It’s time to get the straight facts about blind or visually impaired people during Blindness Awareness Month in October. Organizations around the world inform the public about good eye health and the latest innovations in research. It’s also an ideal time to clear up any misconceptions about the daily lives of blind or visually impaired people. Follow inspirational stories by and about people who successfully go beyond victimization and depression to the joys of living satisfying lives. Learn how blind and visually impaired people are advocating for more resources and full recognition as valuable members of society.
Blindness Awareness Month - History
World Health Assembly Approved Global Action Plan
The 66th World Health Assembly replaced Vision 2020 with the Global Action Plan for the Prevention of Avoidable Blindness and Visual Impairment 2014-2019.
Blindness Awareness Month Launched in Arkansas
The Little Rock Foundation in Naples, Arkansas successfully lobbied for a bill creating Blindness Awareness Month each October as a way to promote improving blind and visually impaired children's lives.
Congress Issued a Commemorative Coin
In honor of Louis Braille's bicentennial birthday, Congress approved a commemorative coin with $4 million of the proceeds going to Braille literacy programs.
Vision 2020 Proposed Global Plan
The International Agency for the Prevention of Blindness proposed Vision 2020 to advocate eliminating needless visual impairment and helping those with unavoidable vision loss reach their life's full potential.
Organization Established Newsline For the Blind
The National Federation of the Blind created the Newsline For The Blind — giving blind and visually impaired people access to newspapers, magazines and other periodicals using touch-tone phones.
How to Observe Blindness Awareness Month
1. Donate money
In the name of a relative, friend or even yourself — make a donation to a an organization dedicated to helping people with vision problems. Organizations like the National Federation of the Blind or the Foundation Fighting Blindness work year-round to fund research to prevent and cure conditions causing vision impairment or blindness. Much of this work centers around genetics, transplantation, retinal implants and nutritional and pharmaceutical therapies. Your dollars can take this research far.
2. Read to someone
Do you know a legally impaired or blind student? Does your elderly neighbor struggle to read books, newspapers, or magazines? Here's your chance to step up. You can also locate a free reading service in your community and make a big difference to someone who may even be newly-diagnosed and feeling overwhelmed.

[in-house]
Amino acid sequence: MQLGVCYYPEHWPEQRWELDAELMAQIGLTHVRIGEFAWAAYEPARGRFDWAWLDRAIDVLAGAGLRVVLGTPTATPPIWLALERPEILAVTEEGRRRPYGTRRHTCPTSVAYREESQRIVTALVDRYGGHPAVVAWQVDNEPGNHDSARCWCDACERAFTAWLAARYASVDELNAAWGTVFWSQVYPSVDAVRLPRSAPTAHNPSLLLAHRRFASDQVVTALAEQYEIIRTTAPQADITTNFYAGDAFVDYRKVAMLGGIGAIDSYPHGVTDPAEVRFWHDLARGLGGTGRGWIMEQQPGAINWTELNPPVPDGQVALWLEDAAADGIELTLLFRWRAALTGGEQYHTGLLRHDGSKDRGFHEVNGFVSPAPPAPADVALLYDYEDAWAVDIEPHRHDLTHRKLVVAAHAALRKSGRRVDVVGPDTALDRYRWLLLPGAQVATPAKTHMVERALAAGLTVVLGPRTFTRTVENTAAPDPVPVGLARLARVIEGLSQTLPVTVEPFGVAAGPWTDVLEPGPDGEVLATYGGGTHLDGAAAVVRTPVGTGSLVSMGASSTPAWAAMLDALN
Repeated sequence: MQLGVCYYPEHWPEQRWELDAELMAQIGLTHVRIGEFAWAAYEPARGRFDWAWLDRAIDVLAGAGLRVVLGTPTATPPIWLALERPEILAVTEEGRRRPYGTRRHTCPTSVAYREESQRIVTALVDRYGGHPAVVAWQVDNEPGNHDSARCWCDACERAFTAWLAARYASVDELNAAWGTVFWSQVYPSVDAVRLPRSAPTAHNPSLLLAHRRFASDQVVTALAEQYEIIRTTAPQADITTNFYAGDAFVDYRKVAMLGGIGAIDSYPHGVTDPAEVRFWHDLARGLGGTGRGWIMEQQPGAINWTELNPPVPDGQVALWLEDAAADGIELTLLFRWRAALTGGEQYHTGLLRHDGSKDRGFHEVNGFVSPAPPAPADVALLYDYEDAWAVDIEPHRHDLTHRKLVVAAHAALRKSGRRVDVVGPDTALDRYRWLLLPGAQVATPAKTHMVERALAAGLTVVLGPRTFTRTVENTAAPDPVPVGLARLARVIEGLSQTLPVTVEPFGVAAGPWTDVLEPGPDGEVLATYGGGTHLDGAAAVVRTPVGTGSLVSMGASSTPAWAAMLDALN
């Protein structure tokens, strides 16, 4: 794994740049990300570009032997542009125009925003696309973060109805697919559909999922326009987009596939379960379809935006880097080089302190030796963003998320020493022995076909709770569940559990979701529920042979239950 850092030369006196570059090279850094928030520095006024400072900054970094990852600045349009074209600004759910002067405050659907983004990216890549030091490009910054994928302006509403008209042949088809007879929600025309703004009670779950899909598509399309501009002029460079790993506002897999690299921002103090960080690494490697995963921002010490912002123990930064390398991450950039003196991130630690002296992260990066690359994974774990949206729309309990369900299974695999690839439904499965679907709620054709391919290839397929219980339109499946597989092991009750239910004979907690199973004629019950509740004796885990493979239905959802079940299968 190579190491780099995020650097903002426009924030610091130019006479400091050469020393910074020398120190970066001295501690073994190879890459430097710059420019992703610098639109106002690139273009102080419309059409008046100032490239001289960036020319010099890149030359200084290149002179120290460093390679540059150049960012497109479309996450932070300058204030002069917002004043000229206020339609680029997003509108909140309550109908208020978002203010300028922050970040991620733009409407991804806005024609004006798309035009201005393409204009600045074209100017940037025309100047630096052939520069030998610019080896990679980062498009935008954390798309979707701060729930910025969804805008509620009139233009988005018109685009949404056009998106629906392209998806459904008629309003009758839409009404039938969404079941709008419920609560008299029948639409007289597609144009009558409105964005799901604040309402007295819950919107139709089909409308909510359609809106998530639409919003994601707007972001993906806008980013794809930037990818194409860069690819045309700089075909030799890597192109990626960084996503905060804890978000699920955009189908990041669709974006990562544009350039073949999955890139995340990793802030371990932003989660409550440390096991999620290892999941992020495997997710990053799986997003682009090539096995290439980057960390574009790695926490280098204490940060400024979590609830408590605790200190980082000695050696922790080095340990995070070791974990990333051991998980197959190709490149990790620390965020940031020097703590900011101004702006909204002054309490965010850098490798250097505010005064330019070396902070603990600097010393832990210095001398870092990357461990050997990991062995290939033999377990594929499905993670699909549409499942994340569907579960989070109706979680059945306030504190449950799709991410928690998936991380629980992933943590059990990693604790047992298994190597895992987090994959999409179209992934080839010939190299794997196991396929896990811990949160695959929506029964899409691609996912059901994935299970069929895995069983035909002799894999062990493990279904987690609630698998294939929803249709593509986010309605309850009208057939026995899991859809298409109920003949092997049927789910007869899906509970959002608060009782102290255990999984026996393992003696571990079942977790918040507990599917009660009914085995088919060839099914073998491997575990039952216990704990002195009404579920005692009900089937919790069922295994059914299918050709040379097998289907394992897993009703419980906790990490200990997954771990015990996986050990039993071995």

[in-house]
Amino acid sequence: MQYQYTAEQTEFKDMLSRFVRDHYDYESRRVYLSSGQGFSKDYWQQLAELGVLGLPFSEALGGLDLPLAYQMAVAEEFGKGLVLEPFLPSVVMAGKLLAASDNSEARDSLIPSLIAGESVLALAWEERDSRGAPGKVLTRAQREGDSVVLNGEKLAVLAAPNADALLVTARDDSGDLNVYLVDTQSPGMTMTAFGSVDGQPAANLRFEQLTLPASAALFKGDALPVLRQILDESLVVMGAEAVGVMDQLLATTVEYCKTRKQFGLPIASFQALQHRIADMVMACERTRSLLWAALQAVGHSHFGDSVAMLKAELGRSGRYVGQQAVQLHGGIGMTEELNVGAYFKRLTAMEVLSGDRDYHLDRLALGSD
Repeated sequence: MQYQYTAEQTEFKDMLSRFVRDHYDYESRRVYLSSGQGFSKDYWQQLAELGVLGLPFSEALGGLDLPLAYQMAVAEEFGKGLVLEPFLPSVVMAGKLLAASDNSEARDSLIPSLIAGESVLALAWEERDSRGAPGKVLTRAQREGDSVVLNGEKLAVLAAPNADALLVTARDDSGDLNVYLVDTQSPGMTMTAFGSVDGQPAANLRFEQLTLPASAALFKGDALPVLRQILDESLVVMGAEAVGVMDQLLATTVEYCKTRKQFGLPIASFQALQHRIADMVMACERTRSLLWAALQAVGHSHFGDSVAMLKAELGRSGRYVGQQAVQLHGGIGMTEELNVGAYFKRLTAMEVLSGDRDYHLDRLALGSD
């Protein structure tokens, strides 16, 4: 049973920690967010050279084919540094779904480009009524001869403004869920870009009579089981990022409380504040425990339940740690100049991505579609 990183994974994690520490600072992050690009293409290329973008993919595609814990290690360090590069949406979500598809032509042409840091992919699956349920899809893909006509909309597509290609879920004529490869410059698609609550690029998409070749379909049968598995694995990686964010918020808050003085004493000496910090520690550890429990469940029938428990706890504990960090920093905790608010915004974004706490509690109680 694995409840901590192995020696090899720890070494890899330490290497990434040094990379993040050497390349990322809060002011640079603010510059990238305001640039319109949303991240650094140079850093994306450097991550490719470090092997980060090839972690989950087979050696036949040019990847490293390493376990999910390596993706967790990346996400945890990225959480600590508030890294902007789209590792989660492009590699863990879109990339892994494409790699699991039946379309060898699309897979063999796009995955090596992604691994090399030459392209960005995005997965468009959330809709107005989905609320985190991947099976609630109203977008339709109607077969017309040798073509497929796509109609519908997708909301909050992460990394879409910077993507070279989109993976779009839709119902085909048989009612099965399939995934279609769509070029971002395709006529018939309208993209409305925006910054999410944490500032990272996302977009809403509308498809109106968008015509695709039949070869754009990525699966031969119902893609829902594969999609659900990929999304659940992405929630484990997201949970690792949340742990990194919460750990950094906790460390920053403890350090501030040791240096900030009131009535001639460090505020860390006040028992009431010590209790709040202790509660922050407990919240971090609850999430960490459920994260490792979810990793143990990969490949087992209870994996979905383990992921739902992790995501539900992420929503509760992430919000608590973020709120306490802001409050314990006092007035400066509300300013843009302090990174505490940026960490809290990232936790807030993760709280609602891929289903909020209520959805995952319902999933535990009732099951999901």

3. Sign up for VisionWalk
VisionWalk is a fundraising engine in the fight against sight loss. VisionWalk, a 5K event, raises thousands of dollars each year to fund much needed research to save sight. The Foundation Fighting Blindness, a non-profit organization, runs the event but also makes sure VisionWalk is fun and and a way to bring together individuals, groups, and teams who want to make a difference in the lives of the blind and the visually impaired.
5 Crucial Insights On Vision Loss
1. Watch your sugar
Diabetics are 25 times more likely to develop blindness or visual impairment than non-diabetics.
2. It ravages developing countries
You might think that the majority of places hit by vision loss are in third world countries but 90% of visually impaired and blind people reside in developing countries.
3. It generally starts at age 50
Most visually impaired people start losing their eyesight at 50 with a gradual deterioration as people continue to age.
4. It might be preventable
Eighty percent of all visual impairment is preventable so it pays to get those annual eye exams — plus if you HAVE to wear them, red eyeglasses are hot!
5. Once, blindness had harsh punishments
Although it's hard for people today to imagine, earlier civilizations punished the blind by abandoning babies, forcing women into prostitution and turning men into galley slaves on ships.
Why Blindness Awareness Month is Important
A. It helps us to understand vision problems
Visual impairment ranges from low to severe in impact. It is primarily an age-related condition that defies correction by prescription glasses or medicine, contacts or surgery. If you are legally blind, there may still be some limited vision in one of your eyes. If you are totally blind, you probably use braille, listen to audio communications for media and daily instructional information, or you may need the services of a seeing-eye dog.
B. The numbers are staggering.
The World Health Organization estimates that there are over 285 million visually impaired people, 245 million with low vision and 39 million totally blind people. Sixty-five million people are afflicted by cataracts — and in the U.S. alone, over ten million people suffer from retinal diseases that deteriorate peripheral and night vision. One of the major causes of blindness is uncorrected refractive errors causing blurred vision, leaving people unable to clearly see images on the retina.
C. It dispels myths and stereotypes
Blind and visually impaired people love and have families, work jobs, ride transit, volunteer, communicate and live their lives just like everybody else. The only difference is that this community relies on special tools and resources that help them cope with limited or no vision. Blindness Awareness Month gives blind and visually impaired people a platform for telling their own stories as well as inspiring others to overcome the stigma of their disabilities. This month reminds us that we don't have to be defined by our physical limitations.